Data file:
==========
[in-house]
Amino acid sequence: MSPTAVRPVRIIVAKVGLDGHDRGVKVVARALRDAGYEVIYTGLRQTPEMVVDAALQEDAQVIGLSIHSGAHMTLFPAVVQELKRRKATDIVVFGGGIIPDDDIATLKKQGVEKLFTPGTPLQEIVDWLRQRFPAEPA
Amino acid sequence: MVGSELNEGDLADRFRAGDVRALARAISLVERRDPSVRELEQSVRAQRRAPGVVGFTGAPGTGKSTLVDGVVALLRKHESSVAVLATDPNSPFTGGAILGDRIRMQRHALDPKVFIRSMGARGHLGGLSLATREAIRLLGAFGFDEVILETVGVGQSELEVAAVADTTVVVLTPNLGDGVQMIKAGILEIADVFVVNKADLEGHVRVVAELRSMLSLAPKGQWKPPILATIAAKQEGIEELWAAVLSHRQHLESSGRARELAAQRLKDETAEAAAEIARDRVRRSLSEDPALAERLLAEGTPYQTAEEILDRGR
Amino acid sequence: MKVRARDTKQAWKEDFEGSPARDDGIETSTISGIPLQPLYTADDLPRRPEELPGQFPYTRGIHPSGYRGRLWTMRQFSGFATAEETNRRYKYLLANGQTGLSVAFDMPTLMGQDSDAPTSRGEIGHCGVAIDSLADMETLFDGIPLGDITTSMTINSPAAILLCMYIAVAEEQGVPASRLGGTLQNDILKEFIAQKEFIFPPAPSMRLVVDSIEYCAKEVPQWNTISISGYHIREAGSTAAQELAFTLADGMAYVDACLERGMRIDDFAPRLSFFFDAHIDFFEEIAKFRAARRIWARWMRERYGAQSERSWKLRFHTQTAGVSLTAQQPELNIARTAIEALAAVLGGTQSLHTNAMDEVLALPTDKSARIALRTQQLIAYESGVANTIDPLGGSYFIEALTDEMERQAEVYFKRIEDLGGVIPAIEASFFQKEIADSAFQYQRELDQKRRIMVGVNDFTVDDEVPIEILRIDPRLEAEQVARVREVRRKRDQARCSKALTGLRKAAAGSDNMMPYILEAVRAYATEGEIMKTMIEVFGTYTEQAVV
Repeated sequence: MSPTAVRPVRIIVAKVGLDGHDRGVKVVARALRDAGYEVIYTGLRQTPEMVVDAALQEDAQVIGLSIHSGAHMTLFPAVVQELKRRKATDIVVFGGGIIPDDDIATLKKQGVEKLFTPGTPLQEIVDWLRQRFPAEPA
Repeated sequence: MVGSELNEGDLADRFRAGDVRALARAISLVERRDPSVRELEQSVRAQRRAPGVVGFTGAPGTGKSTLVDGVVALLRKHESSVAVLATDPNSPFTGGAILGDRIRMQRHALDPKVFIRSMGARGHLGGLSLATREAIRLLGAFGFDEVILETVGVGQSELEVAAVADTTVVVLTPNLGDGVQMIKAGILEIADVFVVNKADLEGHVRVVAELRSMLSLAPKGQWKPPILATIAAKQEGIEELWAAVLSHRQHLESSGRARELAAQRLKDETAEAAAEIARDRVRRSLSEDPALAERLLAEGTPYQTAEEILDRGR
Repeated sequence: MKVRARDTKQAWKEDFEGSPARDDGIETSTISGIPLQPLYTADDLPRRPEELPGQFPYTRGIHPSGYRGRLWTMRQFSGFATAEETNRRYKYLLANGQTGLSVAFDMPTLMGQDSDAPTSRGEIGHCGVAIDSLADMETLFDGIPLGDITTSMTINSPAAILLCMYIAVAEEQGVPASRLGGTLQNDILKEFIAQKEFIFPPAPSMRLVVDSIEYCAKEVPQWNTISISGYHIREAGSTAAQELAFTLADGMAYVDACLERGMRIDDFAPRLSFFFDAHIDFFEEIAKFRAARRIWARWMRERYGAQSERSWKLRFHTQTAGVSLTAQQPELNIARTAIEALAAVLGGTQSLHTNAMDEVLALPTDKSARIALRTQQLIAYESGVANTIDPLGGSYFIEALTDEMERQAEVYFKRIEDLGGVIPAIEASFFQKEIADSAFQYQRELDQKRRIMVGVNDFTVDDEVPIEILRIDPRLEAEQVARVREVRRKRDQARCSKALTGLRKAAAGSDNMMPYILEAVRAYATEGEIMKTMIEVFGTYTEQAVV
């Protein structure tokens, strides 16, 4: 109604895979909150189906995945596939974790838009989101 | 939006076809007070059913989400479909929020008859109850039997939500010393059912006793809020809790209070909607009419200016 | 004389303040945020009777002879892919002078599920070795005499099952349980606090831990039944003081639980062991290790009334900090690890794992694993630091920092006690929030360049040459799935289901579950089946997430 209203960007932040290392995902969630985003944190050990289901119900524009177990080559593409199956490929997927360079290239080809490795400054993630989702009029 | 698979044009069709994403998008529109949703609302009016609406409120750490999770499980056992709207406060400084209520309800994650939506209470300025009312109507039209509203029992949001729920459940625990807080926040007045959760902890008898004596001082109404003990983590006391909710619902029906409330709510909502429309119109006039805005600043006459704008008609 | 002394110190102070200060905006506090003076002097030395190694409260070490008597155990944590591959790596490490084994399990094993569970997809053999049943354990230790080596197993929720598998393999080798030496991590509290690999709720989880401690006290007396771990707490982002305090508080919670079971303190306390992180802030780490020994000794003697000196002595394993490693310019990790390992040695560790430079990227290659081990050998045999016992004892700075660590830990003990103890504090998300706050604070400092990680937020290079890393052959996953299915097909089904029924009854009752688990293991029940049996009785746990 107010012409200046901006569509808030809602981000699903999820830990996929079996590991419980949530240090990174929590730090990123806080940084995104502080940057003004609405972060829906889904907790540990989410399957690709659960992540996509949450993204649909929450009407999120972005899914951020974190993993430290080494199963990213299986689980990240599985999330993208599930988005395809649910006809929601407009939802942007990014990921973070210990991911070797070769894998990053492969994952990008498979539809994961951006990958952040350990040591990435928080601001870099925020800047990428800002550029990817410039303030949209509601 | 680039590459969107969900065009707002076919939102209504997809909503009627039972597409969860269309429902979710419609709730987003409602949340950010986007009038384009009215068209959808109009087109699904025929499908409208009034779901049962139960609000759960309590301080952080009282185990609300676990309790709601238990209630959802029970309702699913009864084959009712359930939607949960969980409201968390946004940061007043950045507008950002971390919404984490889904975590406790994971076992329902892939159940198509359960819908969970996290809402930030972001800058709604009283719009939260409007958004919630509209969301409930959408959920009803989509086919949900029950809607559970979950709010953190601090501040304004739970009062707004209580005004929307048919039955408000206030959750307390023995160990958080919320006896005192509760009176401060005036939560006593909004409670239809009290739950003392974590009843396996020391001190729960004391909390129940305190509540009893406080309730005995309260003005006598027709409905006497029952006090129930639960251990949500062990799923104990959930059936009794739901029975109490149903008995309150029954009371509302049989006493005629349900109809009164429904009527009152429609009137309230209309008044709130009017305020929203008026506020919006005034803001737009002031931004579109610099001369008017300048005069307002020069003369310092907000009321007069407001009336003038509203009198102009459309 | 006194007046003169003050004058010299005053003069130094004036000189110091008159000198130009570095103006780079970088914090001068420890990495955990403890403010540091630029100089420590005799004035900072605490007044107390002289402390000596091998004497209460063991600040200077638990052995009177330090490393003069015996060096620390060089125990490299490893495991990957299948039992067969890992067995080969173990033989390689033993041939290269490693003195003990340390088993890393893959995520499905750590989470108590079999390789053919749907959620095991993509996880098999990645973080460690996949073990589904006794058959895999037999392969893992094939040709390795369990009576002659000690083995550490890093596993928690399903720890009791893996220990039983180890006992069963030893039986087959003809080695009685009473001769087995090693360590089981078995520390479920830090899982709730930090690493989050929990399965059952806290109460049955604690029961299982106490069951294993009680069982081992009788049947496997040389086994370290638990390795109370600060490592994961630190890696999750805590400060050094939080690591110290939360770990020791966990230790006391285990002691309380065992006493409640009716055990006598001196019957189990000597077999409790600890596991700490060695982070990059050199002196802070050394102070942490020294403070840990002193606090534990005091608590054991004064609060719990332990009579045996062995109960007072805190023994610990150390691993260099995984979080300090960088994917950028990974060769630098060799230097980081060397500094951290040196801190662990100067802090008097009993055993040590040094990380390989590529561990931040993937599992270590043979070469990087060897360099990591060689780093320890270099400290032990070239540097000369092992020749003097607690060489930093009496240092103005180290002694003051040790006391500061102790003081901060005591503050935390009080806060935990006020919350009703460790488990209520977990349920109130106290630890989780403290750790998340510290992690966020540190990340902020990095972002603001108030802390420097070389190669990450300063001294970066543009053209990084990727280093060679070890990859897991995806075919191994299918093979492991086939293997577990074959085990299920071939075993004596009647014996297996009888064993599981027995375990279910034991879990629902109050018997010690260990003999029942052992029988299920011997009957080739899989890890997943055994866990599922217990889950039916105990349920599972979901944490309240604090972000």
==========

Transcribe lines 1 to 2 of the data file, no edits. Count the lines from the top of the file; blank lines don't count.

[in-house]
Amino acid sequence: MSPTAVRPVRIIVAKVGLDGHDRGVKVVARALRDAGYEVIYTGLRQTPEMVVDAALQEDAQVIGLSIHSGAHMTLFPAVVQELKRRKATDIVVFGGGIIPDDDIATLKKQGVEKLFTPGTPLQEIVDWLRQRFPAEPA